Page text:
For years, a shaky and unstable concrete floor slab connecting two high-rack warehouses in Switzerland resulted in the sensors of the stackers shutting them down several times a day. Due to an earlier extension of the building, this floor transition between the two frozen food terminals was the worst possible place for the complex restart procedure of the track-bound, high rack stackers. Vehicle repair costs resulted in additional five figure costs each year for many years even without taking into account the interrupted work flow.
From the measurements and analysis of the hall design plans, we found that the crossing of the two-section transitional strip between the buildings caused a slight tilting movement of the connecting slab. The construction solution that we proposed and implemented was the static connection of the transition plate to one building, similar to a balcony, as well as the formation of a single new joint which allowed movements only in the longitudinal direction.
The implementation presented us with the challenge of a statically relevant construction with cryogenic concrete in considerable quantities. Since the hall transition for material logistics was irreplaceable, the work could only be carried out between Saturday and Sunday. During this short time, several cubic meters of concrete had to be demolished, steel reinforcement had to be glued in, joint profiles had to be installed and low-temperature concrete had to be built in before the next shift the following morning.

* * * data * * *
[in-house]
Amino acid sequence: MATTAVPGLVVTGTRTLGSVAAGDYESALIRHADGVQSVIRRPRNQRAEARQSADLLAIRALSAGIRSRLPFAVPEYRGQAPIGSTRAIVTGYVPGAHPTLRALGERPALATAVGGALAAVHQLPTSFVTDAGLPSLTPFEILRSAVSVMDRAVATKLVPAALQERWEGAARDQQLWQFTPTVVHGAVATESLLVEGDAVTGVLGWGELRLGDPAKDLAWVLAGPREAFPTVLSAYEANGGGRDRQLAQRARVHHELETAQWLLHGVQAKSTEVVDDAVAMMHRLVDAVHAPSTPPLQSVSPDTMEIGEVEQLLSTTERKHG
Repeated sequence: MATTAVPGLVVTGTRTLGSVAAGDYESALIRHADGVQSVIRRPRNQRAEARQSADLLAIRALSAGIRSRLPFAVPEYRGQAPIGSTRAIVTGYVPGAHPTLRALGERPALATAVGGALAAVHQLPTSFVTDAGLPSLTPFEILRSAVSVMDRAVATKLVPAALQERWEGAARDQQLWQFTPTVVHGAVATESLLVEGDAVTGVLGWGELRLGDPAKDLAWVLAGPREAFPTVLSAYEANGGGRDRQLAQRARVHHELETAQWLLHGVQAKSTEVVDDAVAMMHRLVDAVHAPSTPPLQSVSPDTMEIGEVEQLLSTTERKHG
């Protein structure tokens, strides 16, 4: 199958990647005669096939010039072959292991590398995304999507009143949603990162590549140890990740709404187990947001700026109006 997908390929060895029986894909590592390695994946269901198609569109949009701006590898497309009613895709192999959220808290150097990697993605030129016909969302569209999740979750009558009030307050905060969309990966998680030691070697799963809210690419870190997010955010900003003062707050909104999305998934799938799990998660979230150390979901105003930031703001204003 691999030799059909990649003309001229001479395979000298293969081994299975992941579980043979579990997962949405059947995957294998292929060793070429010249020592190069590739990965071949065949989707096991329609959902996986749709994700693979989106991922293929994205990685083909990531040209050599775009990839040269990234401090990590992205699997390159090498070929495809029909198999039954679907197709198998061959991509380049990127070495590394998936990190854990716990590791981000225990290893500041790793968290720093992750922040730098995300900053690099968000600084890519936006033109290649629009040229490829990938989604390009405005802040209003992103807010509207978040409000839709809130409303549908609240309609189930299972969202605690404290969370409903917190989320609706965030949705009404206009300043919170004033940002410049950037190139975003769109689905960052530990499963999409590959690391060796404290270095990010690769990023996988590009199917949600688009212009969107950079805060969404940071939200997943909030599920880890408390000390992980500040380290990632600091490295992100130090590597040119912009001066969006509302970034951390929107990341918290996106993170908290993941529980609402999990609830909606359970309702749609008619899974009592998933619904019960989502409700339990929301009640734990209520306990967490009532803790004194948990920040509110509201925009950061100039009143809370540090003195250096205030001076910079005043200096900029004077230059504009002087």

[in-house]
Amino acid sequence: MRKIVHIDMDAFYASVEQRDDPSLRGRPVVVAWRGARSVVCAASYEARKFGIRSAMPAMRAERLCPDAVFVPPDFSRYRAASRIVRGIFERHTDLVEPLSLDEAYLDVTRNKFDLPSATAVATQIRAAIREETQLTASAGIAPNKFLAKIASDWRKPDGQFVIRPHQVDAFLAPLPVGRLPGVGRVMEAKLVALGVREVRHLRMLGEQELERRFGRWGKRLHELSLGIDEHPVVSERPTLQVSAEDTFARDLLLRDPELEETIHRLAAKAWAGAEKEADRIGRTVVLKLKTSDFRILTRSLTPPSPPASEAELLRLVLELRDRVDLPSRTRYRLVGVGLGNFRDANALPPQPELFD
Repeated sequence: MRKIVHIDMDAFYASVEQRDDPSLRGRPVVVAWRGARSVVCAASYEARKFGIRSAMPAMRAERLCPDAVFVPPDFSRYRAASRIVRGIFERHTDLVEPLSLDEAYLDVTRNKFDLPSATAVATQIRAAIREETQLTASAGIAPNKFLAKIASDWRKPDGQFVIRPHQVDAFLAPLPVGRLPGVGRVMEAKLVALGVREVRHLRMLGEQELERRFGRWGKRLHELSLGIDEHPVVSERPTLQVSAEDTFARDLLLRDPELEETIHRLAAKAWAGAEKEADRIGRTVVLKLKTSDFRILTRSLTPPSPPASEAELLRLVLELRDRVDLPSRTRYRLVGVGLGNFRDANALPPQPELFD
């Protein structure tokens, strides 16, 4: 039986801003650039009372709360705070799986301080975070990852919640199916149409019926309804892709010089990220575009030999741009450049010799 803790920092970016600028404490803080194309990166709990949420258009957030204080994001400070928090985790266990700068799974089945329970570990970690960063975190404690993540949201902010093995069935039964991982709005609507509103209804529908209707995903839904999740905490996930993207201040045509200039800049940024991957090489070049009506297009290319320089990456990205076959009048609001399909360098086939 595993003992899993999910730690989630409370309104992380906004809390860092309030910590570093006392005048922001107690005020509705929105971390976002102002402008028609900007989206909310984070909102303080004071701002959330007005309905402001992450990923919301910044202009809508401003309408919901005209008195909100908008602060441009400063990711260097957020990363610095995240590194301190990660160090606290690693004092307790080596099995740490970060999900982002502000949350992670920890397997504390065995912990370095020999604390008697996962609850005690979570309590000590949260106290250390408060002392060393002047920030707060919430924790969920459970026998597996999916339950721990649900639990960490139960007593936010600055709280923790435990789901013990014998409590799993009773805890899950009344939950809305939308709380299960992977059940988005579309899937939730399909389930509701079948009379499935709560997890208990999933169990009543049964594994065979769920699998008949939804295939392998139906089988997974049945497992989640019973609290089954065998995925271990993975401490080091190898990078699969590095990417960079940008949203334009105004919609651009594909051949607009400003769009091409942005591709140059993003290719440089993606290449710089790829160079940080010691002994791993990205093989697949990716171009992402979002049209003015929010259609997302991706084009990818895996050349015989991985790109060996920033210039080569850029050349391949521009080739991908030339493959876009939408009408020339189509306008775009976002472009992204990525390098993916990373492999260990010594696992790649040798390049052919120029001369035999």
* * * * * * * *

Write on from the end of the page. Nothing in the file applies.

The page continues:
The conditions in the low temperature range made it necessary here to work in two teams, replacing each other in thirty-minute intervals. Due to the extremely fast setting time of our cryogenic concrete, perfect coordination of the work was necessary to prevent defects in the processing.
In retrospect, the results show that the construction approach and the implementation thereof were successful resulting in a floor connection that will continue to serve its purpose for years to come.